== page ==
Bernard Cohn: Pioneer Jewish Merchant & Civic Leader

Bernard Cohn

Values Codes I – E – L – P


Bernard Cohn was born in Prussian-occupied Poland in 1836.

He left home at the age of 16, arriving in New York in 1852.

Bell’s Row in 1858, where Bernard Cohn first clerked in Isaac Schlesinger’s store

Los Angeles

In 1855, Bernard Cohn arrived in Los Angeles and worked as a clerk in the store of Isaac Schlesingerlocated in Bell’s Row.

Two years later, he opened his own dry goods store at the corner of Los Angeles and Commercial Streets.

The store was unsuccessful, so he established a brokerage business just south of the Plaza.

Gold discoveries in the Arizona Territory in 1862 prompted Cohn to set up a general merchandise business there.

He placed brothers, Michael and Joseph Goldwater, in charge of the operation. (Michael was the grandfather of Barry Goldwater.)

The Goldwaters previously had retail businesses in both the Gold Country and Los Angeles. However, they had gone bankrupt because of their Gold Country debts.

While in La Paz, one of Cohn’s customers who owned a gold mine asked Cohn to watch the mine while he went to New York for a loan in order to pay off his bills.

While managing the mine, Cohn uncovered a section that produced $110,000 worth of gold. Form that, he took the debt the customer owed to him and turned the balance over to him when he returned.

In 1867, the Goldwaters bought out Bernard Cohn. Cohn returned to Los Angeles, where he went into the food business with John Jones.

In 1871, he joined the growing wholesale grocery firm of Hellman, Haas & Co.

Bernard Cohn retired in 1878, and was listed as a “Capitalist” in the City Directory.



Bernard Cohn was elected to the Los Angeles City Council in 1876.

He was elected Chairman of the City Council, and when the current mayor died, he was unanimously elected Mayor pro tem.

He later ran for mayor, but lost. However he was re-elected to the City Council and was again appointed its chairman.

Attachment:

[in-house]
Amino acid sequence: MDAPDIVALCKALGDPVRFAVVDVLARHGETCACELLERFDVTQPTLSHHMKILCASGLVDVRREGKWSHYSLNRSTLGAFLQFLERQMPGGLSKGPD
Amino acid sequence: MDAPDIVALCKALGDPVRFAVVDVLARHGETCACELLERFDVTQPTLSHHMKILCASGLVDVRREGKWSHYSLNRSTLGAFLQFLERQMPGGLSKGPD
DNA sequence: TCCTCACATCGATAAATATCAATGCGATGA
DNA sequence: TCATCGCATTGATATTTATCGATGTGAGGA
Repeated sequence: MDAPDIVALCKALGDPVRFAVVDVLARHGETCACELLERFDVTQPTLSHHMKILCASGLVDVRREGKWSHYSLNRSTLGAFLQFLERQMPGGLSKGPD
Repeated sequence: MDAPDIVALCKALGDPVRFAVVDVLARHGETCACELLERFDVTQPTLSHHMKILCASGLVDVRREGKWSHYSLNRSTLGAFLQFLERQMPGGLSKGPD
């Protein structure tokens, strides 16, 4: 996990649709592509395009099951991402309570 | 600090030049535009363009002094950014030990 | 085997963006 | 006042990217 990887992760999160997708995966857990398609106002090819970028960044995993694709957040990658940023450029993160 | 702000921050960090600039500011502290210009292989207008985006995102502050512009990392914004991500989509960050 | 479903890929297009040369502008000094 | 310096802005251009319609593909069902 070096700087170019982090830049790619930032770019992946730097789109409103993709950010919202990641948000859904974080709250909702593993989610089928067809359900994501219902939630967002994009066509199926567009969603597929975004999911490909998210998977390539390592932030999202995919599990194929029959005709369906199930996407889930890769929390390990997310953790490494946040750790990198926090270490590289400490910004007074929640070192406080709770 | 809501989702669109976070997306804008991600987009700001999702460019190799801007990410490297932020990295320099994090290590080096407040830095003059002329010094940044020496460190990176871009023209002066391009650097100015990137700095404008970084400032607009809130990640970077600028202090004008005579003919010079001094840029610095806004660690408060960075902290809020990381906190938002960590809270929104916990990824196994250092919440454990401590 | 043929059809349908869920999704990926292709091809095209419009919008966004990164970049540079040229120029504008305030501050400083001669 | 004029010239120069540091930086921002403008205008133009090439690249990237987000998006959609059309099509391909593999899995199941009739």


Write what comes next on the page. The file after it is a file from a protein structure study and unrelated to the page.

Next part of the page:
He ran for mayor a second time, but lost again.



Bernard Cohn was an active member of Congregation B’nai B’rith, serving as President in the 1870’s.

He was also a member of the volunteer fire department – Confidence Engine Company No. 2.

Confidence Engine Co. #2 Los Angeles 1886

Confidence Engine Co. #2, Los Angeles 1886


Bernard Cohn served as President of B’nai B’rith Lodge No. 341 and President of the Hebrew Benevolent Society.

In 1870, he was the founding Vice-President of the Gan Eden Lodge #8 of the Kesher Shel Barzel Order.

He was also a member of the Odd Fellows.



Bernard Cohn married Esther Norton, a sister of Samuel and Moses Norton, in 1861.

Three children were born to them: Julius, Caesar, and Carrie.

Esther Cohn passed away in 1885.

Bernard Cohn died in 1889, while paying a condolence call.



When Carrie Cohn married Simon Cahen of Azusa, the Catholic prelate of Los Angeles, Bishop Francis Mora, who was a friend of Bernard Cohn, wrote of the recent wedding officiated by Rabbi Abraham Edelman, as reported in The Morning Journal of January 20, 1880.

Respected Mr. & Mrs. Cohn

On this day of so much joy for you and your family, allow us to join our humble congratulations and sincere wishes to those of your many friends on the occasion of the marriage of your dear child and good young man whom providence has destined for her.  May the God of Abraham, of Isaac and Jacob bless their union and be with them. 

May she be amiable to her husband as Rachel, wise as Rebecca, long lived and fruitful as Sarah. May both, to your joy, see their children’s children unto the third and fourth generation, filled with all the blessings which we invoke upon them, as well as upon you.

Respectfully, Francis Mora, Bishop and Clergy of the Cathedral.

But, there was more . . .

From 1872 until his wife’s death in 1885, Bernard Cohn had maintained two domestic establishments and reared two families, one Jewish and one Catholic.  He married Delfina after the death of Esther in a “Mixed-Marriage” contract.  After Bernard Cohn’s death, a court case that lasted over 18 months decreed that the Delfina had received a Marriage Contract, but since there was no assumption of Marriage Rights and Obligations after the writing of the contract, there was no “Marriage.”  Therefore, Delfina did not share in the estate.  However, the three children of Cohn and Delfina were ruled legal in terms of Rights of Inheritance.

— Vorspan & Gartner, History of the Jews of Los Angeles


  • Norton B. Stern, “Bernard Cohn: First Jew to Run for Mayor of Los Angeles,” Western States Jewish Historical Quarterly 12/3
  • Norton B. Stern, “Bernard Cohn: Miner, Merchant, Civic Leader, 1835-1889,” Western States Jewish History 38/3.
  • William M. Kramer, “Historic Letter from the Bishop, 1880,” Western States Jewish History 42/2&3.
  • William M. Kramer, “Some Jewish Civil Servants of Early Los Angeles,” Western States Jewish History 42/2&3.
  • Max Vorspan and Lloyd P. Gartner, History of the Jews of Los Angeles (San Marino, CA: Huntington Library, 1970).